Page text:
By Cameron, Zach, and Chris
What is brain cancer?
- Brain tumors are abnormal growths of cells in the brain.
- Although such growths are mostly called brain tumors, not all brain tumors are cancer. Cancer is a term reserved for malignant tumors.
- Malignant tumors can grow and spread aggressively, overpowering healthy cells by taking their space, blood, and nutrients.
Tomotherapy and Radiation therapy
Side Effects of Treatment Options
Headache: can be persistent or severe
Muscular: difficulty walking, muscle weakness, problems with coordination, weakness of one side of the body, or weakness of the arms and legs
Whole body: balance disorder, dizziness, fatigue, or vertigo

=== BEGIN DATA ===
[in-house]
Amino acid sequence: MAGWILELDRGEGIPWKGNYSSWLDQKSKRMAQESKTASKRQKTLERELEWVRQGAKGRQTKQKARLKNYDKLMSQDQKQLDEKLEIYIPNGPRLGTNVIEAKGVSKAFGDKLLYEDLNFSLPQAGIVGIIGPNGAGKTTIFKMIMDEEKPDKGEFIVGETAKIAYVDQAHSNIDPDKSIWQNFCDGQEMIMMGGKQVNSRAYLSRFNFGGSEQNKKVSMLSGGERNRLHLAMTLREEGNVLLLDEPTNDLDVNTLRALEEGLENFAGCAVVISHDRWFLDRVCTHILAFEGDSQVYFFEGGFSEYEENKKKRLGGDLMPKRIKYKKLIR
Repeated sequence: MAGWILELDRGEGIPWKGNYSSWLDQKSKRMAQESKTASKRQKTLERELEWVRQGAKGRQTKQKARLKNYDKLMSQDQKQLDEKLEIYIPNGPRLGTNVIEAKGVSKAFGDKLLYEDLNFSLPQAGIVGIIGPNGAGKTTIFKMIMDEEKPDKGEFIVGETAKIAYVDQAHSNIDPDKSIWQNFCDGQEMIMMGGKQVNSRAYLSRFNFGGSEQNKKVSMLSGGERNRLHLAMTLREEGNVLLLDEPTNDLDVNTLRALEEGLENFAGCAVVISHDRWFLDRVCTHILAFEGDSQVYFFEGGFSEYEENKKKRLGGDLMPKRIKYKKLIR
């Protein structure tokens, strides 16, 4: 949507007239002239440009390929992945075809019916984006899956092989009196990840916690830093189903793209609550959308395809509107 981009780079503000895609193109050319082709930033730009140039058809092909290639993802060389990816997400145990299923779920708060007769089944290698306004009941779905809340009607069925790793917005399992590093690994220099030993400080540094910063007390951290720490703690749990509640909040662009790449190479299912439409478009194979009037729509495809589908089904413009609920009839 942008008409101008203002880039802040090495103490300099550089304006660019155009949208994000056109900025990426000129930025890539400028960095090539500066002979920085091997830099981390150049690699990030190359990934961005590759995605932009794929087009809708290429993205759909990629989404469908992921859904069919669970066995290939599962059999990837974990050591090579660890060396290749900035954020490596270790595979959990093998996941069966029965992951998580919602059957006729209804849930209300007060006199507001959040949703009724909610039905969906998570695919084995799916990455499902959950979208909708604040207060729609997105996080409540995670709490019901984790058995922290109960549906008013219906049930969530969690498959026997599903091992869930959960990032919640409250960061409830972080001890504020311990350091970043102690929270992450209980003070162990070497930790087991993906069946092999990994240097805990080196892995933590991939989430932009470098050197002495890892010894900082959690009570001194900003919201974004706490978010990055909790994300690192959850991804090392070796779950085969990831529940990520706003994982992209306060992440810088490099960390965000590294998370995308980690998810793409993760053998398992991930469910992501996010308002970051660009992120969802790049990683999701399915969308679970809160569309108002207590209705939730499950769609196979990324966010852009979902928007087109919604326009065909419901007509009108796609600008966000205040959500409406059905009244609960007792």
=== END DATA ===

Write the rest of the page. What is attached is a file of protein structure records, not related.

Gastrointestinal: nausea or vomiting
Sensory: pins and needles or reduced sensation of touch
Cognitive: inability to speak or understand or mental confusion
Speech: difficulty speaking or impaired voice
Also common: blurred vision, personality change, seizures, or sleepiness
The one way to find a brain tumor is a brain scan, like a CT or MRI scan. Another way would be a spinal tap or lumbar puncture.
More than 78,000 cases of brain cancer are expected to be diagnosed this year
There are 700,000 people in the US living with brain cancer
Around 16,500 men and women will die of brain cancer this year
Only 5% of brain tumors are related to hereditary factors
Studies are now showing that cell phone use is increasing the risk that you may develop a brain tumor
Children or older adults are more likely to develop a brain tumor
Palliative care: Clinical trial are going on to find better ways of controlling the symptoms and side effects of brain tumor and all cancer treatments so it increases the patients quality of life.
They are dependent on donations and use they money towards funding research projects, policy agenda in our government, and improving the pace of drug development.